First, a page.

I met an interesting lady this afternoon, a psychotherapist. We talked about the major type of problems she counsels patients on. Depression was number one, although the reasons for the depressions were varied.
I asked if her patients had any traits in common and she replied by telling me a story of her son, a high-school student who is studying forces -- gravity, inertia, etc. -- and told her about a class he'd had where the class lesson was that a rope can't be steered.
There must have been a confused look on my face because she explained that a rope simply is, it doesn't move unless some force, a person for example, applies some force to it such as swinging it. Then she related a story of a man pulling a rope behind him down a street. A woman asked why he was pulling a rope. He replied, "Did you ever try to push one?"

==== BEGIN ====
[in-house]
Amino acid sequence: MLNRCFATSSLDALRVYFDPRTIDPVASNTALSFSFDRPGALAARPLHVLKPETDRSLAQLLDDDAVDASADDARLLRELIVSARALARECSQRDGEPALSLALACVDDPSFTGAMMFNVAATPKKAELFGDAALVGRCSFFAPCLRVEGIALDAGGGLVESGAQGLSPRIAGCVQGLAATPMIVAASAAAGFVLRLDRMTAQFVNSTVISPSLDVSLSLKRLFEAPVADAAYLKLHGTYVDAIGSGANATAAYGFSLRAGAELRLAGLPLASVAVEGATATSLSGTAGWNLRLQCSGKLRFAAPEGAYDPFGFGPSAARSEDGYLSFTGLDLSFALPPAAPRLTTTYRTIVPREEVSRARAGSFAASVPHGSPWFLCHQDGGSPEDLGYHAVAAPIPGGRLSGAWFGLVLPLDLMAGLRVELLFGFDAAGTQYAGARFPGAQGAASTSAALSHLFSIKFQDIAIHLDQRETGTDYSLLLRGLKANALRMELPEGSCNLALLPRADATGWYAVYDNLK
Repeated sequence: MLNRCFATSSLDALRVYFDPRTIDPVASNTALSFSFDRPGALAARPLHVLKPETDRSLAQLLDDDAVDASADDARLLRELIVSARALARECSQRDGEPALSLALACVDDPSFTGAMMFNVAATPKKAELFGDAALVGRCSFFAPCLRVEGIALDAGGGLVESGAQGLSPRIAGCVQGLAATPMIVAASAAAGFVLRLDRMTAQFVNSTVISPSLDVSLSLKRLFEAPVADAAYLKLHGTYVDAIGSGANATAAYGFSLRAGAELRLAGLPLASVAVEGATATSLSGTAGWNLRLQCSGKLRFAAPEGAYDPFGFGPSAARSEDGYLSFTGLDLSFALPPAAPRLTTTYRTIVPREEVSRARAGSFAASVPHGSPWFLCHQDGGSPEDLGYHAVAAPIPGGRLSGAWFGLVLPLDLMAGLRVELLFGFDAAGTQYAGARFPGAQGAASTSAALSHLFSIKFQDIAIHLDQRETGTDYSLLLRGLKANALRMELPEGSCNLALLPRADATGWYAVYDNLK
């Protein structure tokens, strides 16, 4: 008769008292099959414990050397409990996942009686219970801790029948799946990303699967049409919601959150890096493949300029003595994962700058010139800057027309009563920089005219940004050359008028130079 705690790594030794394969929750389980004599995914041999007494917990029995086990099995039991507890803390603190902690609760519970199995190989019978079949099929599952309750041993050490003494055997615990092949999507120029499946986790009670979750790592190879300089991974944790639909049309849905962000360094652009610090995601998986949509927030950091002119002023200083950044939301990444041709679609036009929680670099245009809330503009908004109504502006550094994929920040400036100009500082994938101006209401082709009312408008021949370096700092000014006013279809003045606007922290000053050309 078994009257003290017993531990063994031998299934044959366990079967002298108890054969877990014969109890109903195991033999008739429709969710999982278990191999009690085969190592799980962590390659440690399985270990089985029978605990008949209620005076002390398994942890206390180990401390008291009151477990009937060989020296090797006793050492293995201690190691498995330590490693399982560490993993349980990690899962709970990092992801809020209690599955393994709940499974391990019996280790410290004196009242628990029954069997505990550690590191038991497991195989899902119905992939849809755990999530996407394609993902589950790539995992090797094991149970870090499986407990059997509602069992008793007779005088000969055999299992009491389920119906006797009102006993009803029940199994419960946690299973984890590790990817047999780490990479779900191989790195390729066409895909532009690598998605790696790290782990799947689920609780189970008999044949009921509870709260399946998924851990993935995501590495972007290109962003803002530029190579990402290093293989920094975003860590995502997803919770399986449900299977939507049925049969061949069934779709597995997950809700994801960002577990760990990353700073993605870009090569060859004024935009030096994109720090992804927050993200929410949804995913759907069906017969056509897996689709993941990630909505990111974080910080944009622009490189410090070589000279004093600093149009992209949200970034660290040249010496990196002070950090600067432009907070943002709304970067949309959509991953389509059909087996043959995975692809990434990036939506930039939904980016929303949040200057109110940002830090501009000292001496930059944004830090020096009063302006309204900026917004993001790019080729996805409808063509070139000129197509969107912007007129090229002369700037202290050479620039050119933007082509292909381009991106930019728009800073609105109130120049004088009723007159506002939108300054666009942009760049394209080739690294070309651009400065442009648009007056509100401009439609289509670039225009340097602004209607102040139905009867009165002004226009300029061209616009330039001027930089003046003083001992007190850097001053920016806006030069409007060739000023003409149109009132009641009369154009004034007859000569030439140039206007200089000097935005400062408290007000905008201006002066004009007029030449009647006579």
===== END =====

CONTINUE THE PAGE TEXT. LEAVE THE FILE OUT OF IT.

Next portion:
"But what does a rope have to do with your patients?" I asked.
It's simple," she said. "Too many people are trying to move an inanimate object without applying force. They want things to change, but aren't willing to put forth the effort needed to make things change. They are trying to steer the rope without applying force to it."
She smiled and continued, "Many people want to change their appearance, their income, their relationships, whatever, but do not want to apply the effort needed to make an improvement."
Then, specifically related to weight loss, she explained that a mere wish for a change is like watching a rope lying on the ground. Just watching it does nothing. A person must grab the rope and swing it, apply force, to get it to move, to change it, so to speak.
So the obvious question becomes, "If you truly want to change, are you making a sincere effort at altering your eating and exercise habits
, or are you trying to steer a rope